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Arianespace’s first smallsat rideshare mission ready for another launch attempt

1 Sep 2020, 16:48 UTC
Arianespace’s first smallsat rideshare mission ready for another launch attempt
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The payload compartment of the Vega rocket was reinstalled on top of the launcher Aug. 26. Credit: ESA/CNES/Arianespace – Photo Optique Video du CSG – P. Baudon
Following a series of delays in June due to unfavorable upper level wind conditions, a Vega rocket is set for launch Tuesday night from French Guiana to carry a cluster of more than 50 small satellites into orbit on Arianespace’s first smallsat rideshare mission.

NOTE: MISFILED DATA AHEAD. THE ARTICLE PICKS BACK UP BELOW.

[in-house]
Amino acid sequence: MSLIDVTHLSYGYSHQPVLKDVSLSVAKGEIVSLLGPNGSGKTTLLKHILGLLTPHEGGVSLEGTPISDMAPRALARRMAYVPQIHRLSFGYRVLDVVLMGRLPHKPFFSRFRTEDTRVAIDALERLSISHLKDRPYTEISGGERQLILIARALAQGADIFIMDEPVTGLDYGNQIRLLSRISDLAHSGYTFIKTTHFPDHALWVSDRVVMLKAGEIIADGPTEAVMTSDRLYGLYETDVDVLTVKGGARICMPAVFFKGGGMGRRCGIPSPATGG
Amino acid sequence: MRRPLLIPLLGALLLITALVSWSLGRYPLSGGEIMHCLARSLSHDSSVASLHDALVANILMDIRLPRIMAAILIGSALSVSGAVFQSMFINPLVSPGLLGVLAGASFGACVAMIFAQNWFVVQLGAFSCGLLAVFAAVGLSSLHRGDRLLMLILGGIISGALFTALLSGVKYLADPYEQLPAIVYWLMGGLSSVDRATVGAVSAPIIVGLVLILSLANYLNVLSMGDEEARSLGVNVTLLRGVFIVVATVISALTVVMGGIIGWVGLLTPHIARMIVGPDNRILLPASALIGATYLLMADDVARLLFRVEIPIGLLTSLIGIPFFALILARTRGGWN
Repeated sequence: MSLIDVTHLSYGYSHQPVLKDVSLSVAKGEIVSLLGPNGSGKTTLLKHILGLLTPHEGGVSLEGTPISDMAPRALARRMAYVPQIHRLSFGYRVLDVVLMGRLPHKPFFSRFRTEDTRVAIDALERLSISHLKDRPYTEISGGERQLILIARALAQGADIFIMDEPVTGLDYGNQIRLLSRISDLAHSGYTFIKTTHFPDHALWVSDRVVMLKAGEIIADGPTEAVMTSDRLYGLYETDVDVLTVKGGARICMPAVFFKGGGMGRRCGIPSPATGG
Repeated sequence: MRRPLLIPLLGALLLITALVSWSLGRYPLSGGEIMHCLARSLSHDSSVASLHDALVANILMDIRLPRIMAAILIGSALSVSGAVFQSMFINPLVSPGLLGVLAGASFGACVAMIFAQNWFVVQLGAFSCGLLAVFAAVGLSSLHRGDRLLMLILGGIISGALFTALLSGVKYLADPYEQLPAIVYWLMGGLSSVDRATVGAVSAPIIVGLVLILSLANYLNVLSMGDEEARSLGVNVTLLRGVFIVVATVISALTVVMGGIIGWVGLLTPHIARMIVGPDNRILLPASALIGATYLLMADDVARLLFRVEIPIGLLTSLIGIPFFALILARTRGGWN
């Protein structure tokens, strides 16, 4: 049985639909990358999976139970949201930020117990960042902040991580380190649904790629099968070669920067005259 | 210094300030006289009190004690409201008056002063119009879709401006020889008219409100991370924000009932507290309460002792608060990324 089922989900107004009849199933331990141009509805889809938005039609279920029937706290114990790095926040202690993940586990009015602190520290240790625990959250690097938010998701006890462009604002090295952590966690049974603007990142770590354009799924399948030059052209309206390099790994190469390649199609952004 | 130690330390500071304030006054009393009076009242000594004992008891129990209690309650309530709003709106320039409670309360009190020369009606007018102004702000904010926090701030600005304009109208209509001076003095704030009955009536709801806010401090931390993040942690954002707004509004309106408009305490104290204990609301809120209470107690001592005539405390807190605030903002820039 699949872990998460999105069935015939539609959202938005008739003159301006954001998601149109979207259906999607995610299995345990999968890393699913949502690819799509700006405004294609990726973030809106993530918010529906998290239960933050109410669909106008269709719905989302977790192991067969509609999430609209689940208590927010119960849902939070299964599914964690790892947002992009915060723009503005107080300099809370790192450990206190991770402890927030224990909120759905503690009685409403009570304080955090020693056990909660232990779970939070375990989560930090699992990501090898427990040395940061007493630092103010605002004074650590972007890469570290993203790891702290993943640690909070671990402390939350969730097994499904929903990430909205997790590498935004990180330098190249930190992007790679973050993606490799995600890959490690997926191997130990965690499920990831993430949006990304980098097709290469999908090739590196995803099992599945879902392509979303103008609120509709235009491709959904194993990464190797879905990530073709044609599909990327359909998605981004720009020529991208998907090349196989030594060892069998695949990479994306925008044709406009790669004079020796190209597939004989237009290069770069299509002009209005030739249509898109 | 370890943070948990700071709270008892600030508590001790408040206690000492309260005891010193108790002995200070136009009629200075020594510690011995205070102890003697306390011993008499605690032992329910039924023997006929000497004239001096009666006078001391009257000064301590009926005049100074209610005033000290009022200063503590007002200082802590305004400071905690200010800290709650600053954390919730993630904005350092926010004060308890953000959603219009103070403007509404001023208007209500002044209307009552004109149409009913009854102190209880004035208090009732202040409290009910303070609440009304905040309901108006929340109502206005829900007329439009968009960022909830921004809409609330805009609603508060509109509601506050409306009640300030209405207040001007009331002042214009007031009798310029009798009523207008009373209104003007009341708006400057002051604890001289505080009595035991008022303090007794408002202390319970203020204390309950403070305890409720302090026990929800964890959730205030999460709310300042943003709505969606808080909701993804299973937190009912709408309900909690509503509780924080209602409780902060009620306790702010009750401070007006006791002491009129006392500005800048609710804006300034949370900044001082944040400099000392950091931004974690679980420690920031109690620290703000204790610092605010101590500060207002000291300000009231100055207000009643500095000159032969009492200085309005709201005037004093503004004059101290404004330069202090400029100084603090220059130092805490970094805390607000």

The 53 satellites set to be deployed by the Vega rocket come from companies and institutions in 13 countries — including European Space Agency member states and the United States — with wide-ranging missions including Earth observation, space-based communications, and the demonstration of new technology in orbit.
The Vega rocket and its payloads were supposed to launch in June, but officials at the launch base in Kourou, French Guiana, deemed persistent upper level winds unsafe for the 98-foot-tall (30-meter) booster. After trying to launch the mission for two weeks, Arianespace announced July 1 that the flight would be postponed to recharge batteries on the Vega rocket and its payloads.
Before the string of launch attempts in June, the rideshare flight was on track for launch in late March. But ...

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